Although many felters choose to create the most beautiful botanically correct felt flowers personally I like to make mine more organic and less structured, they also take a lot less time to felt! I’ve had several emails and questions asking how I attach my stems and shape the flowers, I’ve not managed to photograph myself doing the full process (I can’t demo and use the camera at the same time by myself!) but thanks to Anne Murphy of Eala Enamels I now have a few pics showing the shaping process so I’m going to share them here. Ill talk about wttacng the stems another time. This is actually a fully felted flower but at least I hope you’ll get the idea!
Make a circle with your thumb and index finger on your non dominant hand
Place the flower inside the circle, if y have a stem obviously it’s facing downwards!
Push your index finger of the opposite hand gently but firmly down in the centre of the flower
Gently roll the folded flower around in your hands opening to check one side is not felting to the other
Continue rolling and opening until you are happy with the finished shape
Gosh, it took me 50 minutes to drive approx 11 miles to my felting class in Myshall last night and over one hour to get myself home, thanks snow! I took a less hilly (but longer) route on the homeward journey, a rear wheel drive pick up truck (without 4 wheel drive) just doesn't cut to the chase in wintery conditions, especially considering our rural hills never get gritted or salted.
Nevertheless, the participants who managed to weather the icy conditions created a beautiful array of sunny looking flowers, well done everyone!
Although is was FREEZING at Duckett's Grove yesterday I had a lovely afternoon facilitating a 'fun felt flower' workshop. Next Saturday is a beginners and improvers full day workshop, we'll be working on flat felt pictures so if you'd like to join us please email me ASAP! Check out these beautiful flowers from yesterday, I love the different colour combinations!
Check out this yummy box of fibre I received from Roo Kline this week complete with beautiful handmade shawl pin!!! Roo and Elizabeth from Alpaca Fiber Solutions are the amazing sponsors for my nuno felt neckpiece workshop at this years' Kentucky Sheep and Fiber Festival, we are going to have a ball!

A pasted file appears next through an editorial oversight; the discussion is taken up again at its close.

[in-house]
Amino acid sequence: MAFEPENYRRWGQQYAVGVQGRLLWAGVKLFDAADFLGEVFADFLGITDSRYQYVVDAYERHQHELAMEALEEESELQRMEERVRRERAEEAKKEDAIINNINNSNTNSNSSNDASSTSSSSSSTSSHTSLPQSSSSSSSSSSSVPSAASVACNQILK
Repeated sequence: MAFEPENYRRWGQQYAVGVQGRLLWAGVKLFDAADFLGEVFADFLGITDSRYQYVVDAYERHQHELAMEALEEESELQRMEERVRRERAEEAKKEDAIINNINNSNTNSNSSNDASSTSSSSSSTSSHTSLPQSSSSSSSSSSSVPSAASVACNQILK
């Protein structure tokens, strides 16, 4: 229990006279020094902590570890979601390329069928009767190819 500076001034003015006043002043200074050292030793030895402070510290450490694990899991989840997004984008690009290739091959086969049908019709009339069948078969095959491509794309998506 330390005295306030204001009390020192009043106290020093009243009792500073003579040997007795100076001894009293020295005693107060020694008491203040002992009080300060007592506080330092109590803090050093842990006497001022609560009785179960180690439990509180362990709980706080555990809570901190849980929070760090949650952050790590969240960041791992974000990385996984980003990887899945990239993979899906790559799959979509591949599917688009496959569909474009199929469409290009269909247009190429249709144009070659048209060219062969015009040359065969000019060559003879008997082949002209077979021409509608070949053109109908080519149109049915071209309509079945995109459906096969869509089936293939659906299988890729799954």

I can't wait to dive in but I so want to felt something special with this, I'll be bringing the samples along with me to all my upcoming US workshops.
Alpaca of this quality is a total pleasure to work with, it's not a fibre easily accessed here but once you know a good supplier…..keep them!
On the everyday side of things my current project is coming along really nicely at the Gaelscoil in Carlow, to date I've worked with 300 pupils and by next Monday afternoon another 150 will have had their first experience felting! As a result I've not actually done a lot of felting at home myself over the last two weeks as my fingers are all wrinkled by the time I leave Carlow and my back's aching, I've been trying out a few polymer clay ideas instead. Thanks Elaine (editor of the polymer clay section at Craft Gossip) for linking to the post I wrote recently about my first 'official' necklace, it's always nice to get a thumbs up. I'll be facilitating a felt flower workshop at Duckett's Grove on Saturday so I plan on felting quite a few flowers and other small items then! I'll leave you with a link to a picture of a flower head piece that Mary felted this week (Mary was one of my super students at the VEC recently), I think that it's gorgeous.
I've had a pretty frustrating week computer wise, thanks goodness for the iPad otherwise I might have gone totally mad! Next weekend I have a felt bag workshop happening on Saturday 16th February in Duckett's Grove, the initial process is the same for vessels and other three dimensional objects so if either bags with integrated handles, pockets and flaps or strong, sculptural vessels are your thing please email me asap to book your place. On Saturday 2nd March I have a beginners and improvers flat felting workshop happening, again please email me if you would like to book a place. These will both be intensive hands on classes where you will leave at the end of the day with a beautiful finished piece and the knowledge that you will confidently be able to repeat the process at home by yourself, more details over on the workshop page.